No reports on both blood and fecal bile acids (BAs) in patients with nonalcoholic fatty liver disease (NAFLD) exist. We simultaneously assessed the serum and fecal BA patterns in healthy participants and those with NAFLD.
We collected stools samples from 287 participants from 5 hospitals in Japan, (healthy control [HC]: n = 88, mild fibrosis: n = 104, advanced fibrosis group: n = 95). Blood samples were collected and analyzed for serum BAs and 7α-hydroxy-4-cholesten-3-one (C4)—a surrogate marker for BA synthesis ability—from 141 patients. Concentrations of BAs, including cholic acid (CA), deoxycholic acid (DCA), chenodeoxycholic acid (CDCA), ursodeoxycholic acid (UDCA), and lithocholic acid (LCA), were measured using liquid chromatography-mass spectrometry.
Total fecal BA concentration was significantly higher in the NAFLD group with worsening of fibrosis than in the HC group. Most of the fecal BAs were secondary and unconjugated. In the fecal BA fraction, CA, DCA, CDCA, UDCA, and LCA were significantly higher in the NAFLD than in the HC group. The total serum BA concentration was higher in the NAFLD group with worsening of fibrosis than in the HC group. In the serum BA fraction, CA, LCA, and C4 concentrations were significantly higher in the NAFLD than in the HC group.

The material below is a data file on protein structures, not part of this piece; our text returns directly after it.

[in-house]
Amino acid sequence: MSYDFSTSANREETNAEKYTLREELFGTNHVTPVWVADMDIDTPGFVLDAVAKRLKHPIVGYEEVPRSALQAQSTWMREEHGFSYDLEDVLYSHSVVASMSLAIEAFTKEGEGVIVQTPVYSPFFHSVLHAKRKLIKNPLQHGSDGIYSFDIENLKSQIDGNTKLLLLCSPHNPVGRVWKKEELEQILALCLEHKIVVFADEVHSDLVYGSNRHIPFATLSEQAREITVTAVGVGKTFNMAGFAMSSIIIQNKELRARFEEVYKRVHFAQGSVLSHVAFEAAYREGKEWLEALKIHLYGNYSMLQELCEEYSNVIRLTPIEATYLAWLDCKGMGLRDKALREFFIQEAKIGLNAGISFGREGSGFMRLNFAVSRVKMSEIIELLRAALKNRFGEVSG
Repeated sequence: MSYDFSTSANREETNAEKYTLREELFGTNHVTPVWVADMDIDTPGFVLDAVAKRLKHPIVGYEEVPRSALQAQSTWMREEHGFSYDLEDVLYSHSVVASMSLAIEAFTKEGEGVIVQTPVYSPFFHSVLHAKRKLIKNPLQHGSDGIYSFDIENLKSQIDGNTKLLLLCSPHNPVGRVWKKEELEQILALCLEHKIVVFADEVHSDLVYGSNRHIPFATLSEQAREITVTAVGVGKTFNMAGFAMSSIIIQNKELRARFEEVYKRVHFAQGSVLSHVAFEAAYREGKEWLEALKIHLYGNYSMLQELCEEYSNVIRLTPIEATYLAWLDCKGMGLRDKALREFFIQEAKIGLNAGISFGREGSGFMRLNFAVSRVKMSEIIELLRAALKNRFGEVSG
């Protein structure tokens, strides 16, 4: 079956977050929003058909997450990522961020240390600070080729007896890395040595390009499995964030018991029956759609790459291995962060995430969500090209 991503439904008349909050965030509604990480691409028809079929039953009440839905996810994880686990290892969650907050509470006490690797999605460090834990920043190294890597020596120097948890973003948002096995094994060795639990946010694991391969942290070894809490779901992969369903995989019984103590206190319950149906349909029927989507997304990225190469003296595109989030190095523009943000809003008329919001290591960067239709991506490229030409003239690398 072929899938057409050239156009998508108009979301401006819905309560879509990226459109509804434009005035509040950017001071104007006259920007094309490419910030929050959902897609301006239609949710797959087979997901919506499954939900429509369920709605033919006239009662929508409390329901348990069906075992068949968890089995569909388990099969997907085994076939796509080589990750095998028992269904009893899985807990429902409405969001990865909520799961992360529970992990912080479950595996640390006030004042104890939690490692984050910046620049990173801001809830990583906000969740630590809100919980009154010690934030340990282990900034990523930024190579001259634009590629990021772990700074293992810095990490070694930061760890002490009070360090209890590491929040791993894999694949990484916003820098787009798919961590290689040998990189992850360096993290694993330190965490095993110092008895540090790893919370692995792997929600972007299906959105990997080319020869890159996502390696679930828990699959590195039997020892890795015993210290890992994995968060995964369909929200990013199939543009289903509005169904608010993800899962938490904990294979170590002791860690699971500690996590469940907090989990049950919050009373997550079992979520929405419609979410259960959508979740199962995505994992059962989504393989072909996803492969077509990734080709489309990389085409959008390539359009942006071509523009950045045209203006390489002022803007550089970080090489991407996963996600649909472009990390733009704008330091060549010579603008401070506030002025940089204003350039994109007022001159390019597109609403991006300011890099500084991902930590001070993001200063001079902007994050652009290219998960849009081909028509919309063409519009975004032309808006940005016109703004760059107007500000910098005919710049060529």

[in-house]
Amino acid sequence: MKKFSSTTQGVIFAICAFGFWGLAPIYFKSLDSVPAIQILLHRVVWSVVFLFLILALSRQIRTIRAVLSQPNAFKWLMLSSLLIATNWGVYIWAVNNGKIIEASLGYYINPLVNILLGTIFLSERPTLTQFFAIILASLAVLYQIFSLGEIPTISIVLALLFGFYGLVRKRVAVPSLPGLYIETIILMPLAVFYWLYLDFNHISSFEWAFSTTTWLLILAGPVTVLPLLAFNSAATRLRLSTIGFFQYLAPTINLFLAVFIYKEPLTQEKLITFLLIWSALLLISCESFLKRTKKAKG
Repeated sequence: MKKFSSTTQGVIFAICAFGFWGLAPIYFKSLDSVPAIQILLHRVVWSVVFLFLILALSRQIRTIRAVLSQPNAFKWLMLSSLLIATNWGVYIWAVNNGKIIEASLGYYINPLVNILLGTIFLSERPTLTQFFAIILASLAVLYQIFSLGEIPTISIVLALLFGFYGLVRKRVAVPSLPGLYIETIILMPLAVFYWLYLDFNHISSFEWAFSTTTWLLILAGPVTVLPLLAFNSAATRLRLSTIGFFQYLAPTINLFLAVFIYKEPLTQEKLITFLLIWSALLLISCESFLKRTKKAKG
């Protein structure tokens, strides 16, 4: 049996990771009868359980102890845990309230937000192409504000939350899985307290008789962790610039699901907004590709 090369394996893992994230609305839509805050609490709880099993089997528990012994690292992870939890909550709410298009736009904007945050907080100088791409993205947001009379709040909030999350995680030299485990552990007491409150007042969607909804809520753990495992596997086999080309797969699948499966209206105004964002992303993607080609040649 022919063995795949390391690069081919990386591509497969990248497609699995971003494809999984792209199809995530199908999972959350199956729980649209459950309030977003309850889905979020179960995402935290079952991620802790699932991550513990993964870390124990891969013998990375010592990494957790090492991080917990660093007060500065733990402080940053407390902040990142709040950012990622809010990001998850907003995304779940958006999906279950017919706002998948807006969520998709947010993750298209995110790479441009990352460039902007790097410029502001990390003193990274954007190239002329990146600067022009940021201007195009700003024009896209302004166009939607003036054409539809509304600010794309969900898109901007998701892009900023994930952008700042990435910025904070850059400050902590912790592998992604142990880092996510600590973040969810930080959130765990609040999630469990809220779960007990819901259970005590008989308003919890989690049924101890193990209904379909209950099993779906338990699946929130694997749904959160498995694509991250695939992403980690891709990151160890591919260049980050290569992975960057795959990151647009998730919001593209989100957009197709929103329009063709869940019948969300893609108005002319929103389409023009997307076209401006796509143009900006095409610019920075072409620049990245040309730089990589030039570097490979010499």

Fecal and serum BA and C4 concentrations were high in patients with NAFLD with worsening of fibrosis, suggesting involvement of abnormal BA metabolism in NAFLD with fibrosis progression. Abnormalities in BA metabolism may be a therapeutic target in NAFLD with fibrosis.